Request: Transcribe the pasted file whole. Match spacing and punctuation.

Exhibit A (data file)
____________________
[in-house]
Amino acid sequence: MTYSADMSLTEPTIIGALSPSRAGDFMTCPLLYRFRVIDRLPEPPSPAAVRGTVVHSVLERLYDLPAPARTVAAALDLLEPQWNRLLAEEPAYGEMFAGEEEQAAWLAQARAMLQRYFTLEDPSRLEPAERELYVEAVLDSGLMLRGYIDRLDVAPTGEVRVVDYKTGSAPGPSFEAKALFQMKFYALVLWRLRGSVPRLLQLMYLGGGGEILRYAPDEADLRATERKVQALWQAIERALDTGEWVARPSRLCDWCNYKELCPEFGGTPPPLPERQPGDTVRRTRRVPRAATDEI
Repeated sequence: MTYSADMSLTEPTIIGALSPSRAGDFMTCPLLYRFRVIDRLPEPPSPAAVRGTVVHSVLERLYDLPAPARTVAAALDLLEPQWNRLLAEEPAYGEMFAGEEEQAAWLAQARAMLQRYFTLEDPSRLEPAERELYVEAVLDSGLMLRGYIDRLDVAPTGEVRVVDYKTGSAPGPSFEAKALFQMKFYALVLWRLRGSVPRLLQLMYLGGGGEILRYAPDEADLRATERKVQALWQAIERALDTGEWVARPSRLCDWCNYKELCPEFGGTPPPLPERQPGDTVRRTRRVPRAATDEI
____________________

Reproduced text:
[in-house]
Amino acid sequence: MTYSADMSLTEPTIIGALSPSRAGDFMTCPLLYRFRVIDRLPEPPSPAAVRGTVVHSVLERLYDLPAPARTVAAALDLLEPQWNRLLAEEPAYGEMFAGEEEQAAWLAQARAMLQRYFTLEDPSRLEPAERELYVEAVLDSGLMLRGYIDRLDVAPTGEVRVVDYKTGSAPGPSFEAKALFQMKFYALVLWRLRGSVPRLLQLMYLGGGGEILRYAPDEADLRATERKVQALWQAIERALDTGEWVARPSRLCDWCNYKELCPEFGGTPPPLPERQPGDTVRRTRRVPRAATDEI
Repeated sequence: MTYSADMSLTEPTIIGALSPSRAGDFMTCPLLYRFRVIDRLPEPPSPAAVRGTVVHSVLERLYDLPAPARTVAAALDLLEPQWNRLLAEEPAYGEMFAGEEEQAAWLAQARAMLQRYFTLEDPSRLEPAERELYVEAVLDSGLMLRGYIDRLDVAPTGEVRVVDYKTGSAPGPSFEAKALFQMKFYALVLWRLRGSVPRLLQLMYLGGGGEILRYAPDEADLRATERKVQALWQAIERALDTGEWVARPSRLCDWCNYKELCPEFGGTPPPLPERQPGDTVRRTRRVPRAATDEI